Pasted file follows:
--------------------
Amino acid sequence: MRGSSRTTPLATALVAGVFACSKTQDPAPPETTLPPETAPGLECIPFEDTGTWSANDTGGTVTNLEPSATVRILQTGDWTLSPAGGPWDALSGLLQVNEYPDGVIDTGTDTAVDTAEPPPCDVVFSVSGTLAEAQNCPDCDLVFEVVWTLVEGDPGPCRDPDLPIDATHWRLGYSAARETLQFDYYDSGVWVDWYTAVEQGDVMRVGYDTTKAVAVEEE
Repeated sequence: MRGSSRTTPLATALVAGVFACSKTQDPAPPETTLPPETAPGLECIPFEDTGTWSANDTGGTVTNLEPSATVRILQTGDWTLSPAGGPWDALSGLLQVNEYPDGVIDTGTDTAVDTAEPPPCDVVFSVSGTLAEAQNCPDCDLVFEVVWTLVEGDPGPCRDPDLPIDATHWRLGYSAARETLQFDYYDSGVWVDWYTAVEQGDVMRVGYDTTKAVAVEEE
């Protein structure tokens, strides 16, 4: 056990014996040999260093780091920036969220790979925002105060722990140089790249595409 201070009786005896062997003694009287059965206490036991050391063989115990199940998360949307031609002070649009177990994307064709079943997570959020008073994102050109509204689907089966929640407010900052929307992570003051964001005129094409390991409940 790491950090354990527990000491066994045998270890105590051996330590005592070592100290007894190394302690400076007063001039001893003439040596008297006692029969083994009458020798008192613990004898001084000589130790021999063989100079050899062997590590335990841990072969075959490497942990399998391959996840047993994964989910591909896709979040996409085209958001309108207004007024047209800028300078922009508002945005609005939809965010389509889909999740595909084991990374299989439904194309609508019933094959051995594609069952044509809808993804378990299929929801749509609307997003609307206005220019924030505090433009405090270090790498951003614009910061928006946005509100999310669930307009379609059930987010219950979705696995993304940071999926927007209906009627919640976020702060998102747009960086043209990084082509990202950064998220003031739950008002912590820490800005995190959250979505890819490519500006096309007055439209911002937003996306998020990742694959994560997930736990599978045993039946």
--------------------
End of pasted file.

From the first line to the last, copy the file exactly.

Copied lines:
Amino acid sequence: MRGSSRTTPLATALVAGVFACSKTQDPAPPETTLPPETAPGLECIPFEDTGTWSANDTGGTVTNLEPSATVRILQTGDWTLSPAGGPWDALSGLLQVNEYPDGVIDTGTDTAVDTAEPPPCDVVFSVSGTLAEAQNCPDCDLVFEVVWTLVEGDPGPCRDPDLPIDATHWRLGYSAARETLQFDYYDSGVWVDWYTAVEQGDVMRVGYDTTKAVAVEEE
Repeated sequence: MRGSSRTTPLATALVAGVFACSKTQDPAPPETTLPPETAPGLECIPFEDTGTWSANDTGGTVTNLEPSATVRILQTGDWTLSPAGGPWDALSGLLQVNEYPDGVIDTGTDTAVDTAEPPPCDVVFSVSGTLAEAQNCPDCDLVFEVVWTLVEGDPGPCRDPDLPIDATHWRLGYSAARETLQFDYYDSGVWVDWYTAVEQGDVMRVGYDTTKAVAVEEE
């Protein structure tokens, strides 16, 4: 056990014996040999260093780091920036969220790979925002105060722990140089790249595409 201070009786005896062997003694009287059965206490036991050391063989115990199940998360949307031609002070649009177990994307064709079943997570959020008073994102050109509204689907089966929640407010900052929307992570003051964001005129094409390991409940 790491950090354990527990000491066994045998270890105590051996330590005592070592100290007894190394302690400076007063001039001893003439040596008297006692029969083994009458020798008192613990004898001084000589130790021999063989100079050899062997590590335990841990072969075959490497942990399998391959996840047993994964989910591909896709979040996409085209958001309108207004007024047209800028300078922009508002945005609005939809965010389509889909999740595909084991990374299989439904194309609508019933094959051995594609069952044509809808993804378990299929929801749509609307997003609307206005220019924030505090433009405090270090790498951003614009910061928006946005509100999310669930307009379609059930987010219950979705696995993304940071999926927007209906009627919640976020702060998102747009960086043209990084082509990202950064998220003031739950008002912590820490800005995190959250979505890819490519500006096309007055439209911002937003996306998020990742694959994560997930736990599978045993039946």